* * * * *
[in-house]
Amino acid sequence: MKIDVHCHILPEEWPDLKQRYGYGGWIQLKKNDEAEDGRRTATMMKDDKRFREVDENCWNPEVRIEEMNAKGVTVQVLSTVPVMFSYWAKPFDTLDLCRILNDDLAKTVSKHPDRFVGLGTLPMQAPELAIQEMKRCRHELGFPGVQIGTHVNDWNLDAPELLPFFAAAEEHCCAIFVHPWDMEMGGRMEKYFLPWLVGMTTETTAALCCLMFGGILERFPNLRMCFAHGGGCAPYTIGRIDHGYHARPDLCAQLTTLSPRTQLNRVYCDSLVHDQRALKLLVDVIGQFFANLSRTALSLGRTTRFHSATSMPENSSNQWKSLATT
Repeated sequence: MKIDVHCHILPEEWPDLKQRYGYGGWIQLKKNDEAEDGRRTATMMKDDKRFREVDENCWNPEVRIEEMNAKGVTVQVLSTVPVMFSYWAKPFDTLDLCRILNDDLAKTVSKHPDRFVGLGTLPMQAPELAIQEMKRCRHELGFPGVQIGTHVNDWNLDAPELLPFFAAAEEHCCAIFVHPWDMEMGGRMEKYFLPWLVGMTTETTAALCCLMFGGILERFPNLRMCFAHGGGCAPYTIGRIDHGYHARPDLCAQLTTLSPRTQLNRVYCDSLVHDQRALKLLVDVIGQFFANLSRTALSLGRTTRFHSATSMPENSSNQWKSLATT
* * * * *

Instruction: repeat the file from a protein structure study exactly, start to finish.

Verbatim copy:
[in-house]
Amino acid sequence: MKIDVHCHILPEEWPDLKQRYGYGGWIQLKKNDEAEDGRRTATMMKDDKRFREVDENCWNPEVRIEEMNAKGVTVQVLSTVPVMFSYWAKPFDTLDLCRILNDDLAKTVSKHPDRFVGLGTLPMQAPELAIQEMKRCRHELGFPGVQIGTHVNDWNLDAPELLPFFAAAEEHCCAIFVHPWDMEMGGRMEKYFLPWLVGMTTETTAALCCLMFGGILERFPNLRMCFAHGGGCAPYTIGRIDHGYHARPDLCAQLTTLSPRTQLNRVYCDSLVHDQRALKLLVDVIGQFFANLSRTALSLGRTTRFHSATSMPENSSNQWKSLATT
Repeated sequence: MKIDVHCHILPEEWPDLKQRYGYGGWIQLKKNDEAEDGRRTATMMKDDKRFREVDENCWNPEVRIEEMNAKGVTVQVLSTVPVMFSYWAKPFDTLDLCRILNDDLAKTVSKHPDRFVGLGTLPMQAPELAIQEMKRCRHELGFPGVQIGTHVNDWNLDAPELLPFFAAAEEHCCAIFVHPWDMEMGGRMEKYFLPWLVGMTTETTAALCCLMFGGILERFPNLRMCFAHGGGCAPYTIGRIDHGYHARPDLCAQLTTLSPRTQLNRVYCDSLVHDQRALKLLVDVIGQFFANLSRTALSLGRTTRFHSATSMPENSSNQWKSLATT